In the same respect, don’t dwell on the past, learn from it. I go through periods when I start eating sugar and continue for days and weeks on end. I am a true addict; once I start on the path of eating sugar I have a difficult time stopping. This time of year is the toughest for me with the start of Halloween.  I say to myself: “Just one piece of chocolate to satisfy that craving.” Before I know it one piece turns into two, three, four, five… Yikes! The periods when I am successful overcoming this challenge are when I pause and think about the past. Like most addicts we want the high and forget the consequences of the high. When I stop and really think about how cruddy I will feel tomorrow, how disappointed I will be during my workout or how cruddy I will feel the hour following what I ate, I am less likely to give into temptation. If you’ve put on a lot of weight and you are not really sure how it got there, ask yourself: What really happened and why? What could I have done differently over the past few months or year? What could’ve helped? What didn’t help? What adjustments can I make going forward? Change is hard but boy, does it increase your chance of success.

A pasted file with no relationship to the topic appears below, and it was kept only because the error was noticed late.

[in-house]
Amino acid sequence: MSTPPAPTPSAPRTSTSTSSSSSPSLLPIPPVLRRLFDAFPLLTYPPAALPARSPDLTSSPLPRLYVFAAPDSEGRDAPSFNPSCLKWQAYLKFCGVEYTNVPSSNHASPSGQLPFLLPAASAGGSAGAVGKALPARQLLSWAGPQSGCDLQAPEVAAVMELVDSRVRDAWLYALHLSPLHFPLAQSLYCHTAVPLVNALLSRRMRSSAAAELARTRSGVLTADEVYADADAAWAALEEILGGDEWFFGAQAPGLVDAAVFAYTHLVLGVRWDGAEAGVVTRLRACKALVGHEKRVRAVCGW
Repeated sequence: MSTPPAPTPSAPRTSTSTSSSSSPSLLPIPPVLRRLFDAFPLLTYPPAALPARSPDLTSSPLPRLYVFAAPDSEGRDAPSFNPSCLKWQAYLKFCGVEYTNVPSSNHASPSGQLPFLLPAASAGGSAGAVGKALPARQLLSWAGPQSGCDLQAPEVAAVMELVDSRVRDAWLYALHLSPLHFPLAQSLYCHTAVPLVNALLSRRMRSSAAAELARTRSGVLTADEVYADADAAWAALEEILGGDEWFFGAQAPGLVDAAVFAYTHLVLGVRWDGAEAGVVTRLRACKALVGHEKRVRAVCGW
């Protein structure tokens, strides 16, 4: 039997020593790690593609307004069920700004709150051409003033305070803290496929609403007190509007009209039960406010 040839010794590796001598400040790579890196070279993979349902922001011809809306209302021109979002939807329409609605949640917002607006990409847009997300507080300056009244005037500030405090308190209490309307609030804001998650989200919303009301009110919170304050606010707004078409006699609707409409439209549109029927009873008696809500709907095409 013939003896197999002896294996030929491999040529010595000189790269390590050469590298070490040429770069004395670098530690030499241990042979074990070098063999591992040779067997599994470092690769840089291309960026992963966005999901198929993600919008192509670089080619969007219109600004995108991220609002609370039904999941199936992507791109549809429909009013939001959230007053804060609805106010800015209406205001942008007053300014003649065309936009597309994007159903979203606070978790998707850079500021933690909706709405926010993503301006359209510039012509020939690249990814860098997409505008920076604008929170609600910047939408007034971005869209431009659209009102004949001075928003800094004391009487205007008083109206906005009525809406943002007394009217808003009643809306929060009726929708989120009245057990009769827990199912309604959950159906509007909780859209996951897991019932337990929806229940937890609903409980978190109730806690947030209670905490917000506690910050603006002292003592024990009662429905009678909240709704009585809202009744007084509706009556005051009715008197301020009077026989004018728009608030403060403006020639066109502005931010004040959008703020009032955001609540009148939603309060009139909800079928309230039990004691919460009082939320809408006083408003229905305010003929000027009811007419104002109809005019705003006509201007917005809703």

Believe in Yourself. This is probably the most important message I can convey. Have you ever met and spent time talking with someone who has lost 30, 40, 50, 100 plus pounds? They will tell you that for years they felt that was how they were meant to be—overweight and obese. They will tell you that once they took the steps described above they started to move in the right direction. They will tell you that the turning point toward making progress was the true believe they could succeed. Every moment they had to make a choice they would repeat affirmations in their head such as; “I can get through this, I can overcome this, I can do this, I will not be defeated, I will achieve my goal.” Every person has a chance at getting their health and life back. Everyone CAN succeed. The more belief and positive attitude you have, the more power you give yourself to overcome the big and the little setbacks and the faster you move forward toward reaching your goals.